Many writers (including me) have addressed these ideas in the abstract. But there’s a real power to hearing them expressed in song, and listening to this record is like stepping straight into the collective consciousness of r/redpill. It’s not a pleasant place to visit, but it’s a perfect exploration how the MRA worldview develops, how self-loathing metastasizes into violence, how patriarchal oppression makes misogynists out of those it deems beta males, and how PUAs see the world. Take a deep breath, and remind yourself that writing in the first person doesn’t necessarily endorse or glorify the things being depicted. Press play.

“Blister in the Sun” The one that everyone knows, but actually also the least relevant track here. It’s about jerking off, apparently (or perhaps not), so conceptually it’s a perfect introduction about being a teenage boy. But beyond that? It’s a cursory introduction, really, albeit one furnished with one of the most memorable guitar riffs of all time.

“Kiss Off” If this record were a coherent narrative, this would be its dramatic finale — the protagonist sitting in his bedroom, ready to say one last goodbye to the world, counting out the pills he’s going to take and assigning a reason for each of them (“One ‘cos you left me/ Two for my family/ Three for my heartache/ Four for my headaches”). It’s a song that speaks of a generalized resentment against the world, directed both inwards and outwards — the suicide here is both an act of self-punishment and of revenge, one that inflicts vengeance both upon the self and upon the world that the self inhabits. There’s dramatic self-pity (“They’ll hurt me bad, but I won’t mind/ They’ll hurt me bad/ They do it all the time”) and a sort of bitter bravado (the famous “permanent record” couplet).

“Please Do Not Go” The song lyric as LiveJournal entry, in which Gordon Gano’s narrator introduces us to his dilemma: he’s in love with “a lovely girl” who doesn’t love him. It’s a story as old as the world, of course, and the subject of innumerable works of art. But it’s a story that’s been addressed ad infinitum for a reason: because it’s one that plays itself out anew for every generation. This is more romantic than what’s to come — there’s still an air of hope, rather than despair, in the narrator’s idea that confessing his love at least might convince her to return it.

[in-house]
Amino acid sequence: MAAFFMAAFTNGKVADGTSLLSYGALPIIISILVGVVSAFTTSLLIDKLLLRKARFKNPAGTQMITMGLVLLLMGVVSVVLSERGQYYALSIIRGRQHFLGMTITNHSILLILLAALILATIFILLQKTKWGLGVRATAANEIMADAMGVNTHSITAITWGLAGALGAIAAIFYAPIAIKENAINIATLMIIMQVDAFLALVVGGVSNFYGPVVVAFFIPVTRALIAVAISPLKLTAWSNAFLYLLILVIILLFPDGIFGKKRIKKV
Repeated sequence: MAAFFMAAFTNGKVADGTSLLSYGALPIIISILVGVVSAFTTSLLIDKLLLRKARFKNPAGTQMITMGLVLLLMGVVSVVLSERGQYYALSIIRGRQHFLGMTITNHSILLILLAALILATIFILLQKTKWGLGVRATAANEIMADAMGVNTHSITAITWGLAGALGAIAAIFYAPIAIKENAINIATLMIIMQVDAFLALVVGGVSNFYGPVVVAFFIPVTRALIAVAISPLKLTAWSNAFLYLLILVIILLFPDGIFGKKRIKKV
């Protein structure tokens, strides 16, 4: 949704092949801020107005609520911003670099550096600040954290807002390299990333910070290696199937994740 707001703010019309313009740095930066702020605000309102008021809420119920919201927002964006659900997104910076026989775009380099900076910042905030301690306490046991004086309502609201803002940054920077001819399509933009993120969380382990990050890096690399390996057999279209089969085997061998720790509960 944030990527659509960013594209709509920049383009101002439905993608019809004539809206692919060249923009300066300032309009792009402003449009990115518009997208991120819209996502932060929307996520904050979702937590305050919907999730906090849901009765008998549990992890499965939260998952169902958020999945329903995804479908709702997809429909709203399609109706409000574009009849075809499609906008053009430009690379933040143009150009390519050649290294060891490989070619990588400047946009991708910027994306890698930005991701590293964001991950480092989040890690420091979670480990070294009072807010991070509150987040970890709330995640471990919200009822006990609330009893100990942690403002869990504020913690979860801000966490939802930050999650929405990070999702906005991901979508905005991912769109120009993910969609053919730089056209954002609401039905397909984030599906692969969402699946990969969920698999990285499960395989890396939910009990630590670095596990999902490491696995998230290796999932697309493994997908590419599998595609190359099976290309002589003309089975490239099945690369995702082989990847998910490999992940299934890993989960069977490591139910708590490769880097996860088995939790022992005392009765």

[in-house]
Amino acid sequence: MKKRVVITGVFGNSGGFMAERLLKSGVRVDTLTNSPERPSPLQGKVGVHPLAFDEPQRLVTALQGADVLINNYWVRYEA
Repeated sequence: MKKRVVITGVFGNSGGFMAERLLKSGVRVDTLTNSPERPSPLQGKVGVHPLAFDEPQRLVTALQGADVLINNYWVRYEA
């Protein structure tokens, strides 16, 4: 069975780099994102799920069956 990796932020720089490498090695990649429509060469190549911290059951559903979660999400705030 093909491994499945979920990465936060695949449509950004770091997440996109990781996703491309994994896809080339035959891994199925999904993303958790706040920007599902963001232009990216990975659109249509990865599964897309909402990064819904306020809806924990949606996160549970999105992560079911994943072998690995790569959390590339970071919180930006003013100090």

There’s also a sense that he somehow deserves love, which is one of the great lies that society dangles in front of you as a kid: the idea that life is any sort of meritocracy, that good things come to good people. The truth, of course, is that women aren’t a reward for good behavior; they like you if they like you, and they don’t if they don’t. Not being an asshole isn’t something you do for a reward; it’s something you do out of respect for your fellow beings. That’s a realization that never comes to Gano’s narrator, and there’s also an ominous foreshadowing of violence in the fantasy of making the girl in question’s boyfriend “go bye, bye, bye…”

“Add It Up” “Add It Up” has always been seen as the centerpiece of this record, and rightly so — if there was ever a perfect expression of MRA angst and rage, this is it. The intro sets the scene: the narrator feels useless and victimized by the world, and he’s fantasizing about a day of reckoning wherein he will inflict his anger onto the world: “I get angry, and I will say/ That the day is in my sight/ When I’ll take a bow and say goodnight.”

The verses spell out a catalog of resentment, and the language is instructive: the narrator speaks of “get[ting] just one kiss, just one screw, just one fuck.” These are things to which he feels he should be entitled, and which have been denied him. He’s not angry because he feels like he’s missing out on some sort of pleasure or fulfillment; he’s angry because the world in which he lives demands that he determine his self-worth by reference to his success, or lack thereof, in living up to these expectations.

Whether what follows is fantasy or reality is unclear, but it’s also unimportant; if it’s the former, it could just as easily be the latter. The gun-as-penis metaphor is clear and unnerving; our narrator is banked up, tumescent, ready to shoot. He’s out in the city, wielding his piece, ready to fire at the world. The woman he visits seems to be a prostitute, a “leg of hope” to grasp at. And then, the ultimate humiliation: he sits and waits, his hand on his weapon, while she counts his money. It’s come to this: a situation that’s as far as possible from the perceived ease with which alpha males “get” girls.